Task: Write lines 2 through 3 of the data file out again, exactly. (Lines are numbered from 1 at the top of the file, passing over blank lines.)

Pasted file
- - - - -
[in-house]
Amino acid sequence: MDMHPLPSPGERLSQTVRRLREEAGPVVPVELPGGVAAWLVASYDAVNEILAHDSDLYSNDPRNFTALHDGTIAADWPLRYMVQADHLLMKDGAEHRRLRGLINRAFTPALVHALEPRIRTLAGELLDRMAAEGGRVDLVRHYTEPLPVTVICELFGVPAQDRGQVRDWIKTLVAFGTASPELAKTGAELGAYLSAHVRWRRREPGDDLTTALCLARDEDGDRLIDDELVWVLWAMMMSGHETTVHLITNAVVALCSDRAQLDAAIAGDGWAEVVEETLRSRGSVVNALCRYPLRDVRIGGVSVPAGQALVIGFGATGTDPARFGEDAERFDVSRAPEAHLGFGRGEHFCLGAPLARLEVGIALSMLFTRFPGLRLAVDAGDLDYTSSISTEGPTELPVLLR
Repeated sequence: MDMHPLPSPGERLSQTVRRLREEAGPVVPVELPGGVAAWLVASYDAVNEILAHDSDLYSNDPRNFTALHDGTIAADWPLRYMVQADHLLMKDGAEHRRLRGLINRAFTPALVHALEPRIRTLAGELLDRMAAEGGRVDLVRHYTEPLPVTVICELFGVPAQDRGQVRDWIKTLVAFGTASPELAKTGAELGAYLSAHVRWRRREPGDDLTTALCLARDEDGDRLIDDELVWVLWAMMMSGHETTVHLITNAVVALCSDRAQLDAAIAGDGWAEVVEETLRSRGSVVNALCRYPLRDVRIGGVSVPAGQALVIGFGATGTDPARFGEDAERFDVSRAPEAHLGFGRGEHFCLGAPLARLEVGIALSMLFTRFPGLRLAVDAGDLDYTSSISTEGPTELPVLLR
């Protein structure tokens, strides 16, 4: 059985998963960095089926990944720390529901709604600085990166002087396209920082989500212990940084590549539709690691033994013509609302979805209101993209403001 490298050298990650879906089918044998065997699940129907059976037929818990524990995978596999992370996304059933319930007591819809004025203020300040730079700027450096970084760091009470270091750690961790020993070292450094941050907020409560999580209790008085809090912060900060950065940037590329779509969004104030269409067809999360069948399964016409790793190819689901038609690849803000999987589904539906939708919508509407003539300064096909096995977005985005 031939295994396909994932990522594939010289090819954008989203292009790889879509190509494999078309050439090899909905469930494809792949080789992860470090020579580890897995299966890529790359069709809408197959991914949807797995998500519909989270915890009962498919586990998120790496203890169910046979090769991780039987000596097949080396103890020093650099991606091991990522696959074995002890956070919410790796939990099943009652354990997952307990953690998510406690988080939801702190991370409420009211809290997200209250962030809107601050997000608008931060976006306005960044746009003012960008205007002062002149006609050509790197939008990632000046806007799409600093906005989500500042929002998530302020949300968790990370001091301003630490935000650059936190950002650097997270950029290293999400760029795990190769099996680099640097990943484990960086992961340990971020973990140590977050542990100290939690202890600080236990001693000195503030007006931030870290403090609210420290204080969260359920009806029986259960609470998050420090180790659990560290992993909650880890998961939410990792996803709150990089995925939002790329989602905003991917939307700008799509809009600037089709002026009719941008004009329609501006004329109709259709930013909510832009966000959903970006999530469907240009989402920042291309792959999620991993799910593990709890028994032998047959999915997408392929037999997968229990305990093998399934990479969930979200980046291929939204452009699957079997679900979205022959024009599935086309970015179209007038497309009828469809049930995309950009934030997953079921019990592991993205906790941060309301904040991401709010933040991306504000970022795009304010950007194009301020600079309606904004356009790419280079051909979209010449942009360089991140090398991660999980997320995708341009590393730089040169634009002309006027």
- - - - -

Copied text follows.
Amino acid sequence: MDMHPLPSPGERLSQTVRRLREEAGPVVPVELPGGVAAWLVASYDAVNEILAHDSDLYSNDPRNFTALHDGTIAADWPLRYMVQADHLLMKDGAEHRRLRGLINRAFTPALVHALEPRIRTLAGELLDRMAAEGGRVDLVRHYTEPLPVTVICELFGVPAQDRGQVRDWIKTLVAFGTASPELAKTGAELGAYLSAHVRWRRREPGDDLTTALCLARDEDGDRLIDDELVWVLWAMMMSGHETTVHLITNAVVALCSDRAQLDAAIAGDGWAEVVEETLRSRGSVVNALCRYPLRDVRIGGVSVPAGQALVIGFGATGTDPARFGEDAERFDVSRAPEAHLGFGRGEHFCLGAPLARLEVGIALSMLFTRFPGLRLAVDAGDLDYTSSISTEGPTELPVLLR
Repeated sequence: MDMHPLPSPGERLSQTVRRLREEAGPVVPVELPGGVAAWLVASYDAVNEILAHDSDLYSNDPRNFTALHDGTIAADWPLRYMVQADHLLMKDGAEHRRLRGLINRAFTPALVHALEPRIRTLAGELLDRMAAEGGRVDLVRHYTEPLPVTVICELFGVPAQDRGQVRDWIKTLVAFGTASPELAKTGAELGAYLSAHVRWRRREPGDDLTTALCLARDEDGDRLIDDELVWVLWAMMMSGHETTVHLITNAVVALCSDRAQLDAAIAGDGWAEVVEETLRSRGSVVNALCRYPLRDVRIGGVSVPAGQALVIGFGATGTDPARFGEDAERFDVSRAPEAHLGFGRGEHFCLGAPLARLEVGIALSMLFTRFPGLRLAVDAGDLDYTSSISTEGPTELPVLLR